The beach at Ipanema, known to the world as the place where a beautiful girl once passed by, today is being patrolled by dozens of armed military police. At Copacabana and Flamengo, two other beaches in Rio de Janeiro, visitors will find a couple of military tanks, as well as a phalanx of Brazilian soldiers standing guard with rifles.
Altogether, a security force of 85,000 has arrived in Rio to keep the peace during the Olympics. But peace is not what this offensive should signify to athletes and spectators coming to Rio this year.
The security measures should give pause to anyone concerned about transparency or basic rights. In June, the federal government of Brazil granted $850 million in funds to the state of Rio de Janeiro, officially doubling expenses for security. The generous donation was granted after the state declared itself “in a state of calamity” and said that it was unable to pay key workers’ salaries. The figure itself is staggering—in comparison, the federal government spent $582 million on the World Cup in 2014, a month-long countrywide event with a dozen host cities.
Some of the funds will be used to pay police salaries from as far back as May. But how the rest will be used remains unclear. “We will send it to each police station and they will then decide how to spend it,” said a spokesperson bluntly.
Agencia Publica, an independent news agency in Brazil, submitted two Freedom of Information Act (FOIA) requests for details about the true figures and how the money will be spent, but did not receive responses, leaving many questions unanswered: How can society monitor the use of these funds if figures are not provided? What is the direct connection between these expenses and the Olympics? And what will be done with any leftover money?
All levels of government have been less than forthcoming about security plans for the games. Of the 16 FOIA requests submitted to various entities—including the Federal Police, the Defense Ministry, the Justice Ministry, Rio’s Court of Justice, and Rio’s Department of Security—only nine responded with satisfactory answers. The transparency group Artigo 19 and the human rights group Justica Global submitted the FOIA requests in February and March, and the responses were analyzed by Agencia Publica.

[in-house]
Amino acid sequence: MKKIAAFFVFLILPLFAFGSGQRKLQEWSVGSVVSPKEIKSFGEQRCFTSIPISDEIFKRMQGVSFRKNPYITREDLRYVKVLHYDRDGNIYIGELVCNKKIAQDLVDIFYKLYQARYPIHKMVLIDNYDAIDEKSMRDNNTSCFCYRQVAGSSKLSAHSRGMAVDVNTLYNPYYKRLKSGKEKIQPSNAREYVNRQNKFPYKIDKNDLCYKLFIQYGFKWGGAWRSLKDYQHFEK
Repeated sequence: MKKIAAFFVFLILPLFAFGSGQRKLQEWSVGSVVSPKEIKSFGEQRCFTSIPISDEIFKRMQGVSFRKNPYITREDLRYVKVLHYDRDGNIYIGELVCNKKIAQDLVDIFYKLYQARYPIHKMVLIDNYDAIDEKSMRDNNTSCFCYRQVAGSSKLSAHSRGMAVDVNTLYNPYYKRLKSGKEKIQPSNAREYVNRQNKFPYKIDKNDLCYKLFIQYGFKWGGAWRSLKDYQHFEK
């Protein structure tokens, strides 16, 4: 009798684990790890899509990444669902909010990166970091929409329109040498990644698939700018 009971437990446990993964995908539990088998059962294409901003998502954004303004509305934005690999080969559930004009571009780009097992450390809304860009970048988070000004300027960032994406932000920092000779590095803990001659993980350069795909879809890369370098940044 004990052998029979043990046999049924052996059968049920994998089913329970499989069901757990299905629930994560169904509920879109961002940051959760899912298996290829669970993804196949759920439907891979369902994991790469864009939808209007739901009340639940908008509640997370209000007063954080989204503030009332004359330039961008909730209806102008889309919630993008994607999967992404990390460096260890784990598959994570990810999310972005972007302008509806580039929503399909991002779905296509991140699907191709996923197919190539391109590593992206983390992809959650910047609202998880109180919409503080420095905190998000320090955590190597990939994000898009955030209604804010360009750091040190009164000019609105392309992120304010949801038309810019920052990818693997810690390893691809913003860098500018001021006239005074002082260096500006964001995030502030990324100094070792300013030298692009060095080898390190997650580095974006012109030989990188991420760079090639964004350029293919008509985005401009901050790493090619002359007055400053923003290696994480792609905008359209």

The state of Rio de Janeiro’s Security Department was the most opaque of all institutions, ignoring some of the requests entirely and not delivering answers within the timeframe required by law. In addition, the department’s “shopping list” of nonlethal weapons to be used by law enforcement officers during the Olympics was only divulged on April 1, after Artigo 19 appealed to the Ministry of Transparency.
The request revealed that the department has bought 18,000 rubber bullets, 4,500 tear gas bombs, and 4,500 stun grenades in anticipation of the Games. This means 1,200 bullets, 300 bombs, and 300 grenades to use every single day during the Olympics.
The Ministry of Defense also confirmed that 18,000 members of the armed forces will be sent to cities where soccer games will be held, namely São Paulo, Manaus, Salvador, Brasília, and Belo Horizonte. An additional 20,000 will be stationed in Rio de Janeiro, including 4,000 marines, 14,000 from the army, and 2,000 from the navy.
A FOIA request about the electronic equipment and software that the police will use was never answered. The Security Department claimed this was strategic and classified information, but didn’t specify why.
According to Camila Marques, legal coordinator for Artigo 19, the implementation of mega-events like the Olympics usually results in a number of human rights violations, including the removal of entire communities, increased militarization, and the criminalization of social movements. The opacity in the responses we have received indicates that the legacy of these Games will be no different.
Brazil’s antiterrorism act, passed by President Dilma Rousseff in March, contains a number of concepts that could be used to criminalize and restrict the actions of social and protest movements. The wording of the law is vague enough that it could be applied to civil disobedience. For instance, activists fear that phone jammers and anti-drone technology could be used against them during the games.
The Joint Staff of the Armed Forces confirmed that drones might be considered “hostile aircraft” if they enter restricted or prohibited areas, including stadiums or the Olympic Park. It was also confirmed that phone jammers could be used against people identified as potential terrorist threats, preventing them from communicating and coordinating their activities. Due to the history of police discrimination and criminalization of black and poor people, and the crackdown on activists during the World Cup, social movement leaders are concerned about the criteria that will be used to decide who, or what, is a “threat to security.”
Public security remains one of the least transparent areas of government. Yet the disclosure of critical information does not heighten security risks in most cases. On the contrary, it promotes debate and research, and tests the effectiveness of these approaches. The government of Brazil should embrace such openness, not just for the sake of transparency, but for public safety as well.